Ms Hardman also pointed out that there won’t be PMQs this week which is a bit of a relief as we won’t have to see Mr Corbyn on the opposite benches trying to take on Johnson. How quickly Labour can sort out its ‘Leadership Battle’ is unclear. We may still see him long into next year … You’ll be delighted to hear that he’s called for 100,000 new members to join his party:
“Jeremy Corbyn has called on like-minded followers to join the Labour party in an apparent bid to ensure the election of another hard-left leader. Defiant in the face of the party’s massive defeat, Mr Corbyn said “although his wasn’t our moment, our time will come”. He added: “To those who haven’t yet joined us, join the Labour party today. Be part of the resistance to Boris Johnson and the politics of fear.” (paywalled link)
Take note of the slogan “resistance to Johnson” – this is what his acolytes inside the new HoC and outside will screech. Before I get to the ‘new’ Brexit policies and the EU, a quick look at that proposed reform of Whitehall. “RejoinCentral” – yes, it’s no longer ‘Remain’, it’s now about rejoining the EU – excelled themselves with this headline: “Prime minister’s Cummings plan for civil service” (link, paywalled). How puerile! What does this terrifying reform mean? This, for example:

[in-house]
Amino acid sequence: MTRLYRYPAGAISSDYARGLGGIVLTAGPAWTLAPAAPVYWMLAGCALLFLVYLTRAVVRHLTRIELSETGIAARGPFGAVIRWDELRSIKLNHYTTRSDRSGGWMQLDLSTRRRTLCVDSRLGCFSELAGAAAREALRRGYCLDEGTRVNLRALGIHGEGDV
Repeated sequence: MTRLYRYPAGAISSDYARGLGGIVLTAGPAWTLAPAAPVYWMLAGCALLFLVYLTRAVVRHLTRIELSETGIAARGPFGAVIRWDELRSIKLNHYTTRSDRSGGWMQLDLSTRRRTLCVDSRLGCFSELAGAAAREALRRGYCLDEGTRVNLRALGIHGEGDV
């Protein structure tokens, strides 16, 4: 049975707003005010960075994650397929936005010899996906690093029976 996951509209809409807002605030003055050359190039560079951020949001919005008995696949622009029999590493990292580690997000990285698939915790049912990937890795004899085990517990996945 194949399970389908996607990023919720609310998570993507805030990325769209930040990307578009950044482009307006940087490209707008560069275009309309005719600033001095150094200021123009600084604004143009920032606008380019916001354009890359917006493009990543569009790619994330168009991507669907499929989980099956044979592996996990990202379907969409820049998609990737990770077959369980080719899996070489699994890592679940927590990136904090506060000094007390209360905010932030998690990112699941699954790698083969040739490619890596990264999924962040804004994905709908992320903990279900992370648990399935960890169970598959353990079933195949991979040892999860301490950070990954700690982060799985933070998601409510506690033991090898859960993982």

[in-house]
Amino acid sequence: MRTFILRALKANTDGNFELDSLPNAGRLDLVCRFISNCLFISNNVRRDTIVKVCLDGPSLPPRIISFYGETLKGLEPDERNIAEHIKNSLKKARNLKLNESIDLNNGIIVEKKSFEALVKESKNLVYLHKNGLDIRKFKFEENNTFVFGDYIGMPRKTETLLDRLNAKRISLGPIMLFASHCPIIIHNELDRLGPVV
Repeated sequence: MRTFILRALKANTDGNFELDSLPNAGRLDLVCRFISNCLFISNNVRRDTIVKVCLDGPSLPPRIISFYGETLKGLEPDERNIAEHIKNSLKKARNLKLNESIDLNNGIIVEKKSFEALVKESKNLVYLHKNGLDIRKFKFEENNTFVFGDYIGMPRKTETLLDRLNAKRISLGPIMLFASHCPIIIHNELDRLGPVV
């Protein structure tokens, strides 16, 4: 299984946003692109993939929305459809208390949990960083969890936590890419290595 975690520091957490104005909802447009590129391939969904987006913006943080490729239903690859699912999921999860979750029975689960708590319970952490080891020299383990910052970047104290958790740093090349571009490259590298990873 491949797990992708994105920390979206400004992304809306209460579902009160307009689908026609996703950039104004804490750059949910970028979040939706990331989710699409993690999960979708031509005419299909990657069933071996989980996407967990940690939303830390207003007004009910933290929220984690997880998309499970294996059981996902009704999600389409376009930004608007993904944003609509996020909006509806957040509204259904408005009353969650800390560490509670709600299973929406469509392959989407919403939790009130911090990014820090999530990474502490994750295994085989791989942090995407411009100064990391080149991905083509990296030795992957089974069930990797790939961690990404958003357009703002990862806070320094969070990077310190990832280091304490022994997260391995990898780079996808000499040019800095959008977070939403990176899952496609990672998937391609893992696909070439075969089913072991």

“Boris Johnson wants an overhaul of Whitehall that would merge departments and make it easier to fire civil servants and bring in experts from outside. However, “revolutionary” plans overseen by Dominic Cummings, his chief adviser, are already being criticised as pointlessly disruptive. Ideas include merging the Department for International Trade with the Department for Business, Energy and Industrial Strategy to focus on global trade deals and revitalising poorer areas.” (link, paywalled)
Earlier reports said that the Brexit department – DexEU – would be scrapped after January 31st and be merged with this new super Trade Department which would negotiate with the EU – without howls of outrage from ‘sources’. It seems that the former Remainers, now Rejoiners, have finally accepted that some sort of Brexit is now going to happen, but outrage there was nevertheless, slapped down by Downing Street: